The Supreme Court on Monday struck down a federal law that bars gambling on football, basketball, baseball and other sports in most states, giving states the go-ahead to legalize betting on sports.
The Supreme Court ruled 6-3 to strike down the Professional and Amateur Sports Protection Act. The 1992 law barred state-authorized sports gambling with some exceptions. It made Nevada the only state where a person could wager on the results of a single game.
One research firm estimated before the ruling that if the Supreme Court were to strike down the law, 32 states would likely offer sports betting within five years.
“The legalization of sports gambling requires an important policy choice, but the choice is not ours to make. Congress can regulate sports gambling directly, but if it elects not to do so, each state is free to act on its own. Our job is to interpret the law Congress has enacted and decide whether it is consistent with the Constitution. PASPA is not,” Justice Samuel Alito wrote for the court.
The court’s decision came in a case from New Jersey, which has fought for years to legalize gambling on sports at casinos and racetracks in the state.
More than a dozen states had supported New Jersey, which argued that Congress exceeded its authority when it passed the 1992 Professional and Amateur Sports Protection Act, barring states from authorizing sports betting. New Jersey said the Constitution allows Congress to pass laws barring wagering on sports, but Congress can’t require states to keep sports gambling prohibitions in place.
All four major U.S. professional sports leagues, the NCAA and the federal government had urged the court to uphold the federal law. In court, the NBA, NFL, NHL and Major League Baseball had argued that New Jersey’s gambling expansion would hurt the integrity of their games. Outside court, however, leaders of all but the NFL have shown varying degrees of openness to legalized sports gambling.
Shortly after news broke regarding the Supreme Court’s decision, Major League Baseball Players Association Executive Director Tony Clark issued a statement with disapproval.
“The Court’s decision is monumental, with far-reaching implications for baseball players and the game we love,” Clark said. “From complex intellectual property questions to the most basic issues of player safety, the realities of widespread sports betting must be addressed urgently and thoughtfully to avoid putting our sport’s integrity at risk as states proceed with legalization.”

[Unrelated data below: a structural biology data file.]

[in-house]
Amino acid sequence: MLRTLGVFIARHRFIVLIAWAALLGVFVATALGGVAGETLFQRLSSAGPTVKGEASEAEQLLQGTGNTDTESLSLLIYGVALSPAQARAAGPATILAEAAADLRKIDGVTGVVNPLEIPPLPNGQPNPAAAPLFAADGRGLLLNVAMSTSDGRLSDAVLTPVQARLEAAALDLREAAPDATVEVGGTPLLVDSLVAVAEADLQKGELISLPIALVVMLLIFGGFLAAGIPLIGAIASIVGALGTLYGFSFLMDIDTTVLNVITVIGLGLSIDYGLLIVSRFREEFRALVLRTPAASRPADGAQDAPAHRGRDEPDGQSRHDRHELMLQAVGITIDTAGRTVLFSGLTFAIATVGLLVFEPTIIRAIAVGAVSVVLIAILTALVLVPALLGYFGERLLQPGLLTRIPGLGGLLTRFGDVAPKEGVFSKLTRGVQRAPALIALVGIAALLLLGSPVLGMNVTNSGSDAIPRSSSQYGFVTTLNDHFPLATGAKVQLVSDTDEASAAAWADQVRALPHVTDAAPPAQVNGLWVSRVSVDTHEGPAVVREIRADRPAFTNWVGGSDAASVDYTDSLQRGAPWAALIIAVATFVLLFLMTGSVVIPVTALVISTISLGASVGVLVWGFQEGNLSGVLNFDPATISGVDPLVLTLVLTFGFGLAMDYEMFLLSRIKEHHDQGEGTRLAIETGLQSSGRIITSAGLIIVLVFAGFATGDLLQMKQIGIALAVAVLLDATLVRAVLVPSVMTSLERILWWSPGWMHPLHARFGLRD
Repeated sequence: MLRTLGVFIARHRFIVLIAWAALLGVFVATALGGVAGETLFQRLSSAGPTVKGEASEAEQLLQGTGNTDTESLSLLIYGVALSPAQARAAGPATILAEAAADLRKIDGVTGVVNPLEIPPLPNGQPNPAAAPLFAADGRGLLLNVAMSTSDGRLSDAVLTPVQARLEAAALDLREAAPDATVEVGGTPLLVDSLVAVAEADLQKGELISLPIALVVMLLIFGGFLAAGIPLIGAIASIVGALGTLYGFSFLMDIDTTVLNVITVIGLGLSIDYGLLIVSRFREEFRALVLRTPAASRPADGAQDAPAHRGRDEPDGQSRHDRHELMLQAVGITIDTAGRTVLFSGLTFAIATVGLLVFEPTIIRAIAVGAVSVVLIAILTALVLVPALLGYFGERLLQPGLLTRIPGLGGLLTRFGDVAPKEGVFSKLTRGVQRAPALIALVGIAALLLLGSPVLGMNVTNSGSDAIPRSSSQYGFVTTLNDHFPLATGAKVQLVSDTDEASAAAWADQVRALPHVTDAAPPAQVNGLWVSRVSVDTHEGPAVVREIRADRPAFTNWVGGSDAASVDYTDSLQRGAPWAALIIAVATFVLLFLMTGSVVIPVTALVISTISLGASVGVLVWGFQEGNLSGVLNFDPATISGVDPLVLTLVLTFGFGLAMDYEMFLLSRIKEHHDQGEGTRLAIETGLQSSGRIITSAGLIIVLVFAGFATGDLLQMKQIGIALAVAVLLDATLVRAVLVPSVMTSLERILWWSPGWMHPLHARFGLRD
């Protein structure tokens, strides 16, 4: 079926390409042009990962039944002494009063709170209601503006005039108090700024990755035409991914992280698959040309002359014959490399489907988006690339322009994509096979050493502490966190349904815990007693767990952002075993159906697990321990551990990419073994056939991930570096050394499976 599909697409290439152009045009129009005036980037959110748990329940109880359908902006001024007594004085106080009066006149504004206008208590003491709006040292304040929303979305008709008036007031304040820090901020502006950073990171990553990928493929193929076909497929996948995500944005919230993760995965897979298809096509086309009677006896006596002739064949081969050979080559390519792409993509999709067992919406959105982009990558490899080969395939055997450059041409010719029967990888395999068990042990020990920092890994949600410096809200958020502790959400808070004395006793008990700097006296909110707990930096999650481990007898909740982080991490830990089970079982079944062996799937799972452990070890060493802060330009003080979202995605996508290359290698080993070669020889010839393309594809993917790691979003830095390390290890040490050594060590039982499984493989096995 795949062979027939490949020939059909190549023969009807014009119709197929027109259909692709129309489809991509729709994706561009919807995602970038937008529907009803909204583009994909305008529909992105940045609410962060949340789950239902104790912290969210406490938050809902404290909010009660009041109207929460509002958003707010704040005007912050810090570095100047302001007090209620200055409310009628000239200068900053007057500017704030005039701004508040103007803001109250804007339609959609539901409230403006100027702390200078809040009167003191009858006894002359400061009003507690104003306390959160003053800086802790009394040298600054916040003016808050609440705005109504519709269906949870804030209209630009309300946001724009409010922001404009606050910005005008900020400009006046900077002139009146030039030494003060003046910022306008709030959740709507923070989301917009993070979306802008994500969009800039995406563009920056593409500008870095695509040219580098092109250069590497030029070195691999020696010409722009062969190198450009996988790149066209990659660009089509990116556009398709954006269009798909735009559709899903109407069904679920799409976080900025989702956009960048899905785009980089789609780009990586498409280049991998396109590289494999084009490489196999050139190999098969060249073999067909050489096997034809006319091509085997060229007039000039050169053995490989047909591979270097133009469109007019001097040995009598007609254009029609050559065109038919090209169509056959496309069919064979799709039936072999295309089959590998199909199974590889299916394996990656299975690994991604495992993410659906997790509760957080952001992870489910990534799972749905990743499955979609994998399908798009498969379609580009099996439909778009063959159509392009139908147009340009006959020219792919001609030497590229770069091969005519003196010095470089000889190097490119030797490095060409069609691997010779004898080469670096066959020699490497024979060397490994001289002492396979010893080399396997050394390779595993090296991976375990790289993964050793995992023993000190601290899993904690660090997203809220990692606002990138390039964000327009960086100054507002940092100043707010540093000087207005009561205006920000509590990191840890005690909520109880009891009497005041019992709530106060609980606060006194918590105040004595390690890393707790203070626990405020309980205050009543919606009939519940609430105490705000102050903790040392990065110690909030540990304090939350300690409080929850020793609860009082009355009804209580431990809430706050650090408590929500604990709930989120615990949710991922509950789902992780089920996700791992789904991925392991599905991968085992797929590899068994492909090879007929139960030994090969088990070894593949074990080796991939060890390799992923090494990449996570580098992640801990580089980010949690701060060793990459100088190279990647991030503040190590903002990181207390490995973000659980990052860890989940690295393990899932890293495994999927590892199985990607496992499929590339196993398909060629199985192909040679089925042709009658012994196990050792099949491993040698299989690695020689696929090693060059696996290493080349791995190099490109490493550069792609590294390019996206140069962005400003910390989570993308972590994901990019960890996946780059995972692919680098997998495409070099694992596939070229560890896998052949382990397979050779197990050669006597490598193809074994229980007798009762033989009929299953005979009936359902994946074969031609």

The American Gaming Association, which estimates that Americans illegally wager about $150 billion on sports each year, called the decision a “victory” and said the ruling will make it possible for governing bodies to have an “open, transparent and responsible market for sports betting.”
“Through smart, efficient regulation this new market will protect consumers, preserve the integrity of the games we love, empower law enforcement to fight illegal gambling, and generate new revenue for states, sporting bodies, broadcasters and many others,” American Gaming Association President and CEO Geoff Freeman said in a statement. “The [American Gaming Association] stands ready to work with all stakeholders – states, tribes, sports leagues, and law enforcement – to create a new regulatory environment that capitalizes on this opportunity to engage fans and boost local economies.”
The 1992 law at issue in the case bars state-authorized sports gambling with exceptions for Nevada, Montana, Oregon and Delaware, states that had approved some form of sports wagering before the law took effect. Nevada is the only state where a person can wager on the results of a single game, though the law doesn’t cover wagering between friends. The law also doesn’t cover animal races, such as horse racing, which many states already allow.
New Jersey has spent years and millions of dollars in legal fees trying to legalize sports betting at its casinos, racetracks and former racetracks. In 2012, with voters’ support, New Jersey lawmakers passed a law allowing sports betting, directly challenging the 1992 federal law which says states can’t “authorize by law” sports gambling. The four major professional sports leagues and the NCAA sued, and the state lost in court.
In 2014, New Jersey tried a different tactic by repealing laws prohibiting sports gambling at casinos and racetracks. It argued taking its laws off the books was different from authorizing sports gambling. The state lost again and then took the case to the Supreme Court.
Contributing: Madeline Kenney